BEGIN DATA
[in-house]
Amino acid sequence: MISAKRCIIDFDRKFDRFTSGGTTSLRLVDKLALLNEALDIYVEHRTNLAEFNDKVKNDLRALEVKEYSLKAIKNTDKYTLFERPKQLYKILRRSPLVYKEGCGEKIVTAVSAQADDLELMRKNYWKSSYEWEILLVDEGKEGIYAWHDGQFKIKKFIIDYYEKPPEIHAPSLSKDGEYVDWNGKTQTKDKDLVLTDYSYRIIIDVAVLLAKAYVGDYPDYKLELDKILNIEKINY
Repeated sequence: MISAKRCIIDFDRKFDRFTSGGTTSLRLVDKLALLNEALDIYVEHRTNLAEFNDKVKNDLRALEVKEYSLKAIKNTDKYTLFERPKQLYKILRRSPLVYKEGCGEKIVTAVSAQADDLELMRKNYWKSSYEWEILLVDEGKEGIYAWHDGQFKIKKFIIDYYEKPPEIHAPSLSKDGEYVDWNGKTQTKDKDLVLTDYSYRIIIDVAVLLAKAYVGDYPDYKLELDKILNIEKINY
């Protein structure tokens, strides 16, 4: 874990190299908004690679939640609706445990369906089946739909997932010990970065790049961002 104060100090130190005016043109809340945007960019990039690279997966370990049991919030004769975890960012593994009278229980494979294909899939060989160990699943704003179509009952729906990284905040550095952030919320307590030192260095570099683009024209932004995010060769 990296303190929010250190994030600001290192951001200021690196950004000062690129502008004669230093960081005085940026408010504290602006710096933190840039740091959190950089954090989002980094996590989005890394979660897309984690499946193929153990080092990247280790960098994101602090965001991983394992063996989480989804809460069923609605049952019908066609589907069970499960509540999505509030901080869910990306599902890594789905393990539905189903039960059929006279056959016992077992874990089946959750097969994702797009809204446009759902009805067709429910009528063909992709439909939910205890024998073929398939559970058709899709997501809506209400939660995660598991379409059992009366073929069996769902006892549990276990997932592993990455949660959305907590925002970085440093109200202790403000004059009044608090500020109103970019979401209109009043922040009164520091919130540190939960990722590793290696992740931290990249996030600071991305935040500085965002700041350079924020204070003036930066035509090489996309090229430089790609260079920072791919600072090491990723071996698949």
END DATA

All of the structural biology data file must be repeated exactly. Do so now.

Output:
[in-house]
Amino acid sequence: MISAKRCIIDFDRKFDRFTSGGTTSLRLVDKLALLNEALDIYVEHRTNLAEFNDKVKNDLRALEVKEYSLKAIKNTDKYTLFERPKQLYKILRRSPLVYKEGCGEKIVTAVSAQADDLELMRKNYWKSSYEWEILLVDEGKEGIYAWHDGQFKIKKFIIDYYEKPPEIHAPSLSKDGEYVDWNGKTQTKDKDLVLTDYSYRIIIDVAVLLAKAYVGDYPDYKLELDKILNIEKINY
Repeated sequence: MISAKRCIIDFDRKFDRFTSGGTTSLRLVDKLALLNEALDIYVEHRTNLAEFNDKVKNDLRALEVKEYSLKAIKNTDKYTLFERPKQLYKILRRSPLVYKEGCGEKIVTAVSAQADDLELMRKNYWKSSYEWEILLVDEGKEGIYAWHDGQFKIKKFIIDYYEKPPEIHAPSLSKDGEYVDWNGKTQTKDKDLVLTDYSYRIIIDVAVLLAKAYVGDYPDYKLELDKILNIEKINY
């Protein structure tokens, strides 16, 4: 874990190299908004690679939640609706445990369906089946739909997932010990970065790049961002 104060100090130190005016043109809340945007960019990039690279997966370990049991919030004769975890960012593994009278229980494979294909899939060989160990699943704003179509009952729906990284905040550095952030919320307590030192260095570099683009024209932004995010060769 990296303190929010250190994030600001290192951001200021690196950004000062690129502008004669230093960081005085940026408010504290602006710096933190840039740091959190950089954090989002980094996590989005890394979660897309984690499946193929153990080092990247280790960098994101602090965001991983394992063996989480989804809460069923609605049952019908066609589907069970499960509540999505509030901080869910990306599902890594789905393990539905189903039960059929006279056959016992077992874990089946959750097969994702797009809204446009759902009805067709429910009528063909992709439909939910205890024998073929398939559970058709899709997501809506209400939660995660598991379409059992009366073929069996769902006892549990276990997932592993990455949660959305907590925002970085440093109200202790403000004059009044608090500020109103970019979401209109009043922040009164520091919130540190939960990722590793290696992740931290990249996030600071991305935040500085965002700041350079924020204070003036930066035509090489996309090229430089790609260079920072791919600072090491990723071996698949």